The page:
School for Evil – exploratory

Toward the end of Fall semester of my sophomore year, I found a small reading room deep within the bowels of my college library. It was called “The Somebody or Other Memorial Hunting and Fishing Library” and was almost always unoccupied. Its walls were lined with glass cases of leather bound editions of Izak Walton on angling and assorted dusty memoirs of African safaris and was furnished with a few oak table and soft-bottomed leather wing chairs It was a hidden treasure, my very own study, and the perfect place to while away the winter evenings. Like much of the school, the Hunting and Fishing library was criminally overheated and, after a day of lectures and an evening of French irregular verbs, I would often nod out against the comfortable soap-oiled embrace of the armchair.

One afternoon I awoke from a sweaty dream to discover that my sanctum sanctorum had been invaded; several other students had crept in while I was dozing. Embarrassed at being discovered in oblivion with my head thrown back and my mouth open and drooling, I pretended to have been lost in thought not the arms of Morpheus, grabbed my notebook and began to write the first thing that came to my pen.

This proved to be a story called “Under the Awning,” a funnyish and appropriately surreal tale of a man and a girl sheltering from the rain. Ten or so pages tumbled out of me in a flash and was published, unedited in the school literary magazine. Rereading it now, I am surprised by the unfamiliar voice of my deep unconscious and the carefree turns of phrase and plot it took.

Early this June, while walking up Ninth Avenue in Chelsea, an idea whacked my brain with the same sort of thunder bolt immediacy. It was a title of a novel, The School for Evil” and the essential elements of its plot. The whole thing struck me as from the clear blue — I haven’t written much fiction since I was in my twenties and the the idea was so developed already that I decided to pursue it. Over the next nine weeks or so, I wrote a couple of drafts of this 200 page novel, polishing it off by Labor Day.

Part of the idea was to write short chapters — fifty of them in all — and to illustrate each one with an ink painting. I drew the first ten or so and showed them to some friends. At the time, I thought the book was for children, probably ones a little younger than Jack, and wanted it to be a little shocking, a little brutal (think Edward Gorey, Lemony Snickety, Roald Dahl), and as funny and absurd as I could make it. I showed the drawings around to friends and the first ones were judged to be a bit scary — some people thought that was a fine thing, others felt they were too edgy for pre-teens. I took a second pass at the drawings and this time made them cartoony and a bit silly. I went on to make a couple dozen in this style.

While I rather doubt the book will ever be published, the process was very interesting and informative. Working from my imagination rather than just my experience was a refreshing change; writing fiction and then drawing made-up scenes was so far from the documentary journaling and non-fiction work I usually do and it opened new hidden doors in my head.

I am posting a gallery of alternating drawings from each series. I called the scarier ones “Rated (R)” and the more cartoony series I labeled “PG”. See what you think.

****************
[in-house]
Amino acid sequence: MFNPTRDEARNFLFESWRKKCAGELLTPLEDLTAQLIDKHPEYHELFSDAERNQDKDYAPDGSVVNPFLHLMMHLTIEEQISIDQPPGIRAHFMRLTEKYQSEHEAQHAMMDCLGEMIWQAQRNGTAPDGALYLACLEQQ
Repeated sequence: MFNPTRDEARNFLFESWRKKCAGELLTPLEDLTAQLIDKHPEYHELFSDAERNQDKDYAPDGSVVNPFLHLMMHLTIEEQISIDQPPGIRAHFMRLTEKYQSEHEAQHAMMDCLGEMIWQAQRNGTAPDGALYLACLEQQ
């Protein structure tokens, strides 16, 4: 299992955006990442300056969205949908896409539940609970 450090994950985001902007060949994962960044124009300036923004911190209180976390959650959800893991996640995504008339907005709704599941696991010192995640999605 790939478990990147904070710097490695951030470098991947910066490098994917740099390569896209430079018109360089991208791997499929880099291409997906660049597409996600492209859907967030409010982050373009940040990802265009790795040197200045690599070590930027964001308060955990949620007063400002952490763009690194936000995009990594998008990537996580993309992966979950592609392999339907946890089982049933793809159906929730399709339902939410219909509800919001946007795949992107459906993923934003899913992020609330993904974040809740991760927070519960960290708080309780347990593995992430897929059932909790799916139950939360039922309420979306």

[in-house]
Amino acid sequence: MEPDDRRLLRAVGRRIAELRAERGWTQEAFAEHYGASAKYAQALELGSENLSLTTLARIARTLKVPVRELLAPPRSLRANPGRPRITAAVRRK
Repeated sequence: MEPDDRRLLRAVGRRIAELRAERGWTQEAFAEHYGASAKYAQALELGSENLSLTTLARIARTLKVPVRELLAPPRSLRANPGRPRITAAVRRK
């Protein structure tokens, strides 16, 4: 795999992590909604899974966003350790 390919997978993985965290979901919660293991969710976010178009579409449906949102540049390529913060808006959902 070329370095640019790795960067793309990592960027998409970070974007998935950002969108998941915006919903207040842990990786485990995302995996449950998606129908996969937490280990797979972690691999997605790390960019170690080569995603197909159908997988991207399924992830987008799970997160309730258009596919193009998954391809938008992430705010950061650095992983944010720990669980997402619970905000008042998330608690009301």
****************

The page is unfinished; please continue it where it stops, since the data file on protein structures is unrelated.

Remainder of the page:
Brush Twice a Day

Maybe I’m my own worst enemy. Or maybe I just love being a novice. Or maybe I’m bored too easily. But if I gaze back on the course of my passage across the infinite drawing landscape, I look like a veering drunkard, swerving between POVs, pens, paper, subjects, experimenting like Dr. Hyde. When I talk to people I know who are successful professional illustrators, they seemed to have done all this experimentation back in art school and then settled on a style, a technique and a set of tools long ago, so their work is predictable and knowable — that’s what make it commercially viable. When it comes to tools and techniques, I tend to be a serial monogamist. For a while I was madly in love with drawing with grey markers and white pencils on butcher paper. Then I was passionate about using the teeniest possible Rapidograph point on watercolor paper in the smallest size Moleskine, colored with water colors. I went through a period of just doing comic strips in pencil and shades of grey ink. I have always liked the effect of rough, indifferent or spidery marks, splattered with ink, grubby, and wild. In part, that’s a necessity because I am impatient and incapable of neatness. But I like it in others too, from Ronald Searle to Francis Bacon.

My newest journal is big, about 8″ x 12″. Normally I would never use such a large journal because it’s too big for my scanner. Now I’ve decided not to care. Its paper is pretty crummy, too, just ordinary stuff you’d cram into a Xerox machine– the ink easily bleeds through it. And I am not using a pen — just a plastic brush which I dip in a bottle of sumi-ink. It’s a waterbrush but it’s too clogged for the reservoir handle to work properly so I dip it in a puddle of drinking water which I pour on the pavement in front of me. And instead of writing careful, ornate captions with my dip pen I just write some sort of crappy looking note with the brush on the opposite page.

As I describe all this, I wonder is it a matter of some sort of artistic self hatred that’s making me work in this slovenly way? Or am I bored? But no, I really like the feeling of freedom I get from slashing at the page in this way. The drawings have yet to reach any sort of aesthetic that I am completely pleased with but I feel nice and loose and unfettered. I don’t care if the pages are perfect ( I had been becoming so anal in my last book that I was drawing less and less, rarely having the time or mood to be so deliberate) and I like how they are warped and winkled. This may be a summer fling but it’s already forming sweet memories.